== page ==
- setting your account to private so only friends can see you
- being careful adding friends so the abusive family member will not get access to your account through a friend’s login
- turning off the location function that shows where you are when you post
- shutting off the Bluetooth function on mobile devices
Help prevent an abuser from getting access to your payment and delivery information by:
- closing all the accounts you use for online shopping
- opening new accounts with your new email and a secure password
Find a shelter
- Find a shelter – locate women’s and seniors’ emergency shelters and second stage housing
- Escaping Abuse Benefit for people fleeing family violence – for help with costs to leave
- Emergency Needs Allowance – if you are on low income and facing an unexpected emergency, you can get funds for costs like food, clothing, shelter and transportation
- Victims of Crime Financial Benefits program – if you were a victim of a crime in Alberta that you reported to police, you can apply for an injury, witness or death benefit
- Restitution and recovery for victims of crime – ask the judge to have an offender pay you back for expenses caused by the crime they committed against you
- Income support – this program can help you and your family with basic living costs and other necessities
Contact the Family Violence Info Line for information on help available to people fleeing abuse.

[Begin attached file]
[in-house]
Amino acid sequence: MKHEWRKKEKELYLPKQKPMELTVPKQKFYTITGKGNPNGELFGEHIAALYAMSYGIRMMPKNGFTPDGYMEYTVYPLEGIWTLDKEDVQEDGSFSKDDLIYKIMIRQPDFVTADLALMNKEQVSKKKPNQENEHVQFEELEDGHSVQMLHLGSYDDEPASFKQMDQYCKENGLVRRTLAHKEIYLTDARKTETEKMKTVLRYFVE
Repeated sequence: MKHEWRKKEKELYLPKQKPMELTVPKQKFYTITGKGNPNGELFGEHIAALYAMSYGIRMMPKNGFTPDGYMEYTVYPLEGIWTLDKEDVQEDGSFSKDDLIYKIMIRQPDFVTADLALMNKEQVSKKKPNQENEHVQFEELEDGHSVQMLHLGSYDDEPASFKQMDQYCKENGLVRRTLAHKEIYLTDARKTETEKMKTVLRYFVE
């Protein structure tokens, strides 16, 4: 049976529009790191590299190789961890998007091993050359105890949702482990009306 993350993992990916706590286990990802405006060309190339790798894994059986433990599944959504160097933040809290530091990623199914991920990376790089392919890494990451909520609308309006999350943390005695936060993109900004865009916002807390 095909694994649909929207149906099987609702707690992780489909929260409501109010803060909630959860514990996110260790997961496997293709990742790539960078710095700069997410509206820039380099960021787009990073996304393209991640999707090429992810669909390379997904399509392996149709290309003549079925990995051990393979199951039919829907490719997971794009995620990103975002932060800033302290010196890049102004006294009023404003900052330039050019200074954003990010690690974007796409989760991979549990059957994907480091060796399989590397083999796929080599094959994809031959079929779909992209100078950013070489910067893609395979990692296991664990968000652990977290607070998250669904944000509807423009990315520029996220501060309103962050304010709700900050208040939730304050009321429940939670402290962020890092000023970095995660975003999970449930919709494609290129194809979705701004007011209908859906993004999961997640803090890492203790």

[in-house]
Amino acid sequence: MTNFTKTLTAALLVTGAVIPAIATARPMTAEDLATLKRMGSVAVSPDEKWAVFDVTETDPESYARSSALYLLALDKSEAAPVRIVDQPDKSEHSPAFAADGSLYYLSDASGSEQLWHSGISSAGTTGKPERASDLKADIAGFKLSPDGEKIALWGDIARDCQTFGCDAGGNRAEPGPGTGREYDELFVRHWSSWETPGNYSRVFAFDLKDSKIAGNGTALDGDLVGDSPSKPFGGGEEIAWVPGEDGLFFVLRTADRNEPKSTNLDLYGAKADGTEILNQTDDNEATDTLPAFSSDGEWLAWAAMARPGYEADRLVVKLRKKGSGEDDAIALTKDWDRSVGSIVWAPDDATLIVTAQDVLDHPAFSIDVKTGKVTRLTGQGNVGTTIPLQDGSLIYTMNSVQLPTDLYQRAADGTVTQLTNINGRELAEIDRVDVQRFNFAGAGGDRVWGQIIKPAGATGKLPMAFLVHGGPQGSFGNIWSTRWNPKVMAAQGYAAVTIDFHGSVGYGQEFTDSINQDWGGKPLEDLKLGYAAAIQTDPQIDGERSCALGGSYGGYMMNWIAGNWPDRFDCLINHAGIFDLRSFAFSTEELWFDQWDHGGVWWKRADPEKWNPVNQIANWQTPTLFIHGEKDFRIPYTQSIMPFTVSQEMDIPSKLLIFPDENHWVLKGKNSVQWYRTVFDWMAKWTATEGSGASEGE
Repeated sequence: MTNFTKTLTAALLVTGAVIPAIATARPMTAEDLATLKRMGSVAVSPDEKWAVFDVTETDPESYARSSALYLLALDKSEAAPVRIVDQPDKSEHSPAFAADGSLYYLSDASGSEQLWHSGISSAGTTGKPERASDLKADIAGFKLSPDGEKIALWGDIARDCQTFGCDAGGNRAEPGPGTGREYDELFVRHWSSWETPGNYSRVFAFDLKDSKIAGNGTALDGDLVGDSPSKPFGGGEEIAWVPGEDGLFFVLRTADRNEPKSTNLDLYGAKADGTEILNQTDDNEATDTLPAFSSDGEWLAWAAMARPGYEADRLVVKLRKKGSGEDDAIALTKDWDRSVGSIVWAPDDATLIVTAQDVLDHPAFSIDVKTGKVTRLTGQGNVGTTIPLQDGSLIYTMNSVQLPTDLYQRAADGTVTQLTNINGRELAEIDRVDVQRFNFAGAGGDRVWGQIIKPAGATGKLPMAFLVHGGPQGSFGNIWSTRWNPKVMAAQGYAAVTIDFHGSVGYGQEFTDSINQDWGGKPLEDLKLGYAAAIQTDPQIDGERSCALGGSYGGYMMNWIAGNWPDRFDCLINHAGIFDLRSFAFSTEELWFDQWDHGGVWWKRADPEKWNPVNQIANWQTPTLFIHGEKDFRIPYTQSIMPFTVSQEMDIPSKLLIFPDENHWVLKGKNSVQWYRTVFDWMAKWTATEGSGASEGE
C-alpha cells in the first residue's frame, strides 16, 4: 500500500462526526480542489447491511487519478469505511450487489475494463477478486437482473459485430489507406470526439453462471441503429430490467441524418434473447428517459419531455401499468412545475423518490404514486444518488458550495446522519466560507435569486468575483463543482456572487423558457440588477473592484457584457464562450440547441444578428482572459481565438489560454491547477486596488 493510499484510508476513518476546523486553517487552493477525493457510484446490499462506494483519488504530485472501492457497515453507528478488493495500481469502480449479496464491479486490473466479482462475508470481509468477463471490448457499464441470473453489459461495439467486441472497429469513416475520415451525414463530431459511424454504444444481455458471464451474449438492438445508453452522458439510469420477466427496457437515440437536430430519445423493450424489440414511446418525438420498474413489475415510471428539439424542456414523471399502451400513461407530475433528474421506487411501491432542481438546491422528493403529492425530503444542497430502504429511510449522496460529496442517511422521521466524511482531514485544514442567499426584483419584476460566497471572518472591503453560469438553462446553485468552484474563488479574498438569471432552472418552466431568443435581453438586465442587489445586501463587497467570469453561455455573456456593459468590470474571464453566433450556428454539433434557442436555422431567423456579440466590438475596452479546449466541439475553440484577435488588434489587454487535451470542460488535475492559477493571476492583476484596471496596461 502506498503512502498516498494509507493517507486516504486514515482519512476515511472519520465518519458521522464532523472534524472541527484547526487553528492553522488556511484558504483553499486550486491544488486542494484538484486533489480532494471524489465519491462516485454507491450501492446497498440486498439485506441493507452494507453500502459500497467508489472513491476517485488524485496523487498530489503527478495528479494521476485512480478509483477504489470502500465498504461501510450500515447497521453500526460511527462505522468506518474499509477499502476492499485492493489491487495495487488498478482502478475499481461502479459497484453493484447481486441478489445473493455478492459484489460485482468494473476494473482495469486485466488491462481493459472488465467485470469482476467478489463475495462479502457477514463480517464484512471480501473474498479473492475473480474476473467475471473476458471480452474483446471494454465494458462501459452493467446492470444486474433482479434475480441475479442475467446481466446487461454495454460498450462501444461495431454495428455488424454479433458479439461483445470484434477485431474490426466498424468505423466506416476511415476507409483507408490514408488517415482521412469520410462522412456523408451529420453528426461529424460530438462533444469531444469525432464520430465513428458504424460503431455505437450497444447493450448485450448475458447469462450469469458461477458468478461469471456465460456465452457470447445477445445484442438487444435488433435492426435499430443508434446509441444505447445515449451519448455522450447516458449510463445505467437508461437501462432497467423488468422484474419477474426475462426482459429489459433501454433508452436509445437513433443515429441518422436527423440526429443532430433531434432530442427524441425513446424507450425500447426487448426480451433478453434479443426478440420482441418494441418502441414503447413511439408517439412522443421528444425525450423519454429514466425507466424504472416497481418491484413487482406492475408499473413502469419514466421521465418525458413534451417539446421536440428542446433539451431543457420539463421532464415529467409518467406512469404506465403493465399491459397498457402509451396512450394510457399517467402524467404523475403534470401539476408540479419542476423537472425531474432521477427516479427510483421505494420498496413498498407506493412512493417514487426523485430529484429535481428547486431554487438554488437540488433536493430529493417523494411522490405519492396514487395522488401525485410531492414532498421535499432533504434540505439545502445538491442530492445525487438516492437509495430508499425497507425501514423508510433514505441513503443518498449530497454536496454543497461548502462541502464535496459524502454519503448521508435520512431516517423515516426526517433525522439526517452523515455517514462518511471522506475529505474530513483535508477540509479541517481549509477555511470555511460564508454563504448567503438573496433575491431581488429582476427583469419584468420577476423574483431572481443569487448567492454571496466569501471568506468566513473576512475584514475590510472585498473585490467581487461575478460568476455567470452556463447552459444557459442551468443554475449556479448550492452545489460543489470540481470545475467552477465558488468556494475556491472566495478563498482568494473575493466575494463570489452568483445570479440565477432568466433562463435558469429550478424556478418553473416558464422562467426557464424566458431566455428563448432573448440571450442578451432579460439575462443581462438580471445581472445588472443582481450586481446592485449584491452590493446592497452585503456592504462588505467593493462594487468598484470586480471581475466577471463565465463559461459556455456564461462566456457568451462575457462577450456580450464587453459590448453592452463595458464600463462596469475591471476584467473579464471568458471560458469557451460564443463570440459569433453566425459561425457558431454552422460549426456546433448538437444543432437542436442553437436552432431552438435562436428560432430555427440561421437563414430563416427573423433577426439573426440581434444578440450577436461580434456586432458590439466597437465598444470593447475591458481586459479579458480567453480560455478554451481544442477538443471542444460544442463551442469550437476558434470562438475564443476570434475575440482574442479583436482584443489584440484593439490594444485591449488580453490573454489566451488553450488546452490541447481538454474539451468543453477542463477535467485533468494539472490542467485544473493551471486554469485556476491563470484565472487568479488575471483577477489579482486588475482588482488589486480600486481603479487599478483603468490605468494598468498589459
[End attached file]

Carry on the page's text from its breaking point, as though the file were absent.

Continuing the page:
Get help ending a rental lease
Safer Spaces Certificate – Apply for the certificate if you are living with domestic violence and need to break your rental lease without paying a penalty.
Domestic violence leave
Employment standards laws allow eligible employees to take up to 10 days of unpaid, job-protected leave if they are facing violence in the home.
Sexual assault services
Mental Health Helpline: call 1-877-303-2642
- Native Counselling Services of Alberta – if you need help with court processes or Children’s Services, or connecting to youth supports and other community resources
- Alberta Native Friendship Centres Association – if you want to connect with services for people who have been abused or who abuse others
- Métis and Indigenous Children’s Services offices or Delegated First Nations Agencies – if you are a member of either community and need help with supports for your children
- Get help for child abuse, neglect and sexual exploitation
Victim services and legal aid
- Local victim services units – for help with restraining and protection orders or other supports for victims of crime
- Local sexual assault centres – if you have experienced any form of sexual violence and need crisis support or counselling
- Legal Aid Services at 1-866-845-3425 – if you need help with legal issues
- File a restraining order or emergency protection order – if someone has made you afraid for your safety
- Under Clare’s Law, if you feel at risk of domestic violence, get information about a partner so you can make an informed choice about your safety